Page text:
The British government has donated two X-ray scanners to help in the war on narcotics.
British High Commission Home Office International Operations Director Nick Fowler led a delegation of his officers in a courtesy call to the Director DCI Mohamed Amin, where the two heads discussed areas of cooperation in fighting the trafficking of narcotics.
Fowler expressed concern that the narcotics underworld remained a threat to global peace, citing cocaine and heroin as the most trafficked globally.
In that regard, he called upon all concerned agencies to share intelligence and endeavor to break the supply chain at the points of origin.
To boost the DCI’s Anti-Narcotics Unit’s capacity to detect peddlers, the guests donated two portable X-ray scanners, for use in mobile operations on such places as houses and offices, vehicle cabins and compartments, suitcases, walls and underneath carpets to detect concealed drugs.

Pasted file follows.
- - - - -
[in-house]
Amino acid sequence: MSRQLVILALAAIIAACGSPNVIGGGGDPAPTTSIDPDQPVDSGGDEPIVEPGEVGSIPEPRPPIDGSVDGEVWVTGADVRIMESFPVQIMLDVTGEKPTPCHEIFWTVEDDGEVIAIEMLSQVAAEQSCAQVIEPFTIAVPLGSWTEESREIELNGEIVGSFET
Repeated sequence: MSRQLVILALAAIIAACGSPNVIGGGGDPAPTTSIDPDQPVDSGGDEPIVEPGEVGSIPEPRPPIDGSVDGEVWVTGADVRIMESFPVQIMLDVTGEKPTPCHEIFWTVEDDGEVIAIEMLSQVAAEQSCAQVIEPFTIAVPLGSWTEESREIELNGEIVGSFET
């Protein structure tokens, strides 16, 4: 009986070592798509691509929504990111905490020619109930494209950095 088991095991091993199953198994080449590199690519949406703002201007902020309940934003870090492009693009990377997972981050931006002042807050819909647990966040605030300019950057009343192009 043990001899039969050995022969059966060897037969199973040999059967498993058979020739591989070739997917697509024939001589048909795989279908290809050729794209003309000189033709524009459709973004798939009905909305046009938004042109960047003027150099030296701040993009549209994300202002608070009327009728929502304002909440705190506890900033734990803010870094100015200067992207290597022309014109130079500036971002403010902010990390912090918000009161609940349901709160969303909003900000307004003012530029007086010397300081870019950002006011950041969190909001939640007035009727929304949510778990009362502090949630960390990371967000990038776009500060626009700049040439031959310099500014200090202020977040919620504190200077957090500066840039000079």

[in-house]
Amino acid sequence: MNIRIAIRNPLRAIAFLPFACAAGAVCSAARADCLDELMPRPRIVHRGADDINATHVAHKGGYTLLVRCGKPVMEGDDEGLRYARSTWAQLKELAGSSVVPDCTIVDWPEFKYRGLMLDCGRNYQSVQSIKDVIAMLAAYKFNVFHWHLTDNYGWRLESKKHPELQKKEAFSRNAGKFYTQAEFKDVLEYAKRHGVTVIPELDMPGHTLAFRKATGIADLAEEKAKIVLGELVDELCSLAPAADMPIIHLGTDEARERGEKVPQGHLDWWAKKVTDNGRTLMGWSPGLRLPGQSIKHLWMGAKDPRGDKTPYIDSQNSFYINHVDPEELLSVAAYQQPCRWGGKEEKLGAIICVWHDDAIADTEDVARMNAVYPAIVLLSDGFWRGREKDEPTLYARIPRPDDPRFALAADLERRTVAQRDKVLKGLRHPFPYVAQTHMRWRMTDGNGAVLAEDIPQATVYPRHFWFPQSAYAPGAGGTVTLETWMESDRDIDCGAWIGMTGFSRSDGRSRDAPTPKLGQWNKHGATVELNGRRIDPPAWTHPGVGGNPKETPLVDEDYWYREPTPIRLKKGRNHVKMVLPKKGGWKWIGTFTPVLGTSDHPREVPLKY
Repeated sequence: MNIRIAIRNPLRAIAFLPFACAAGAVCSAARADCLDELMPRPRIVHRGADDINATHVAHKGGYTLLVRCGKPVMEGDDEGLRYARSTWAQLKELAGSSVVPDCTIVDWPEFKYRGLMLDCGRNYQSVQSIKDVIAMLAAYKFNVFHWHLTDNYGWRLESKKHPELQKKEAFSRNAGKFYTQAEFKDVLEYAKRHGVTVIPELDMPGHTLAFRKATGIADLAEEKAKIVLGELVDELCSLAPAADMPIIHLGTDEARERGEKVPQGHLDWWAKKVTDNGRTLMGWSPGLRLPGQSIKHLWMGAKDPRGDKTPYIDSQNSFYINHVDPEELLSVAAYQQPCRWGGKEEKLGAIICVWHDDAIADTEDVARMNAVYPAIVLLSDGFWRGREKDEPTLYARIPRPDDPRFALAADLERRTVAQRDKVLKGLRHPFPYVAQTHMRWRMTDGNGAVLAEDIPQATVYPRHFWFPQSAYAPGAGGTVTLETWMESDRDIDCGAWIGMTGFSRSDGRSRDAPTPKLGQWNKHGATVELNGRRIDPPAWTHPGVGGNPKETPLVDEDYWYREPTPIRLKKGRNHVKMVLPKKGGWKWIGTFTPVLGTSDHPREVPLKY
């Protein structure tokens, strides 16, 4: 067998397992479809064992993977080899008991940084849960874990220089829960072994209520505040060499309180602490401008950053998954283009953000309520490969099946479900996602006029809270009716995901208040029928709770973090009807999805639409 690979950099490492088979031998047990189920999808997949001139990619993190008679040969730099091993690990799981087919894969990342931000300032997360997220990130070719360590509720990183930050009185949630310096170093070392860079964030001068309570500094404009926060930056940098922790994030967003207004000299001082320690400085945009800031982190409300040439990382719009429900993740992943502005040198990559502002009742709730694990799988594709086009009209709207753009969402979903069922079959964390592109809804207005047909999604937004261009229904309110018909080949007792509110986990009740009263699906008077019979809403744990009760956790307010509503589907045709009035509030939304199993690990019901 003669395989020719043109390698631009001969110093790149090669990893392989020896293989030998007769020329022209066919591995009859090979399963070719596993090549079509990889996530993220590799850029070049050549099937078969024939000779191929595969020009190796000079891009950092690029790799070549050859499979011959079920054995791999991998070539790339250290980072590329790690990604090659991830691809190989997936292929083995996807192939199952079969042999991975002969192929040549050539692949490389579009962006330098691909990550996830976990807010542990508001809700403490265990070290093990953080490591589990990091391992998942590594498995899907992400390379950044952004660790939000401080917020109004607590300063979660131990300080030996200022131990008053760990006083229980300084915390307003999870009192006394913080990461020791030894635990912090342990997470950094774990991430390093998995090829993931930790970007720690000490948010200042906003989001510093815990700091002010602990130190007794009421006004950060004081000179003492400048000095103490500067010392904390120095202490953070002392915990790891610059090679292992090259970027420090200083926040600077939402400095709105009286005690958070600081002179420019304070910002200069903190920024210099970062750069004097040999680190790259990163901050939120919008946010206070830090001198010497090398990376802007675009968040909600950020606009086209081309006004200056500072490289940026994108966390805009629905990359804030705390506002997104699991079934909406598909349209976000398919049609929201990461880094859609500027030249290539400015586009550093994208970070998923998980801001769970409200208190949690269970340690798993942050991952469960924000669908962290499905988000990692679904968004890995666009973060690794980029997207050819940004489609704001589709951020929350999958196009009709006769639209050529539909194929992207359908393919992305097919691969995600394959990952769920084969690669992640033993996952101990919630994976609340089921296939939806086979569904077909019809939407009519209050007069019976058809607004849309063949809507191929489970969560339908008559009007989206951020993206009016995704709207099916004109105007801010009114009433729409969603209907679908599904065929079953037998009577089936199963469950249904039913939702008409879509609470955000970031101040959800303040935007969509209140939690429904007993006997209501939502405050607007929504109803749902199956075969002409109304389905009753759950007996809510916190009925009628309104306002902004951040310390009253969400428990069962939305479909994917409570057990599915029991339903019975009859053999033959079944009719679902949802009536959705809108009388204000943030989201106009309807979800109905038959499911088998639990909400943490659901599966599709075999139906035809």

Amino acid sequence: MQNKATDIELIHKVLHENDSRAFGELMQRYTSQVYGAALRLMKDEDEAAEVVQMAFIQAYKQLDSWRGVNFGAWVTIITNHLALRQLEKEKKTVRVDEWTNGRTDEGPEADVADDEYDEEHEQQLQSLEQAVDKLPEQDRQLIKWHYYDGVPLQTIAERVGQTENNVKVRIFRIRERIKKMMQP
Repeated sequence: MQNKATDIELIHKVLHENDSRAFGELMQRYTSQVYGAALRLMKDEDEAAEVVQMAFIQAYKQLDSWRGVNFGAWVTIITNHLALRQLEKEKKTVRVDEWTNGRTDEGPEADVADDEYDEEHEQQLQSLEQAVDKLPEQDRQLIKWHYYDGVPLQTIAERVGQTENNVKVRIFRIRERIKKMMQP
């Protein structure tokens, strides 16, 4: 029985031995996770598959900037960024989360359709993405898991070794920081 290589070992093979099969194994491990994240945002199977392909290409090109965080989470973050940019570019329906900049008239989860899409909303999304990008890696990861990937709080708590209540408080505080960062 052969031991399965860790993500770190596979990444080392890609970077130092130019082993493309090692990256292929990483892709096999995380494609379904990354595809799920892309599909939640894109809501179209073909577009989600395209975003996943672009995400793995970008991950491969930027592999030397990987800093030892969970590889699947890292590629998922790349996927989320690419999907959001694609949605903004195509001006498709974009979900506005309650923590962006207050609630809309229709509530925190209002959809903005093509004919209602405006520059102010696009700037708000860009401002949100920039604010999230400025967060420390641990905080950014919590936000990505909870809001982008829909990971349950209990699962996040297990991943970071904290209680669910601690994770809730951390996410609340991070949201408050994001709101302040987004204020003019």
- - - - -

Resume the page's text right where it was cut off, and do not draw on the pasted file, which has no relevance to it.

Thanking the British High Commission for being a reliable partner in security matters, Amin assured the delegation that the Directorate was flexing its muscles on the traffickers, with the previously acquired body scanners coming in handy in detecting peddlers at the ports.
Amin further expressed optimism in the multi-agency approach that the Kenyan security teams have adopted, saying that basic investigation training on all the players would further boost the country’s capacity to suppress offenders.
Fowler was accompanied by his assistant Richard Lloyd, the Regional Manager Tara Moore, Country Manager Matt Jenkins and Rani Matharu.
Drug trafficking has been a threat in the region.
Heroin is one of the most trafficked and consumed narcotics on the Coast.
Another mostly trafficked and abused drug is cocaine.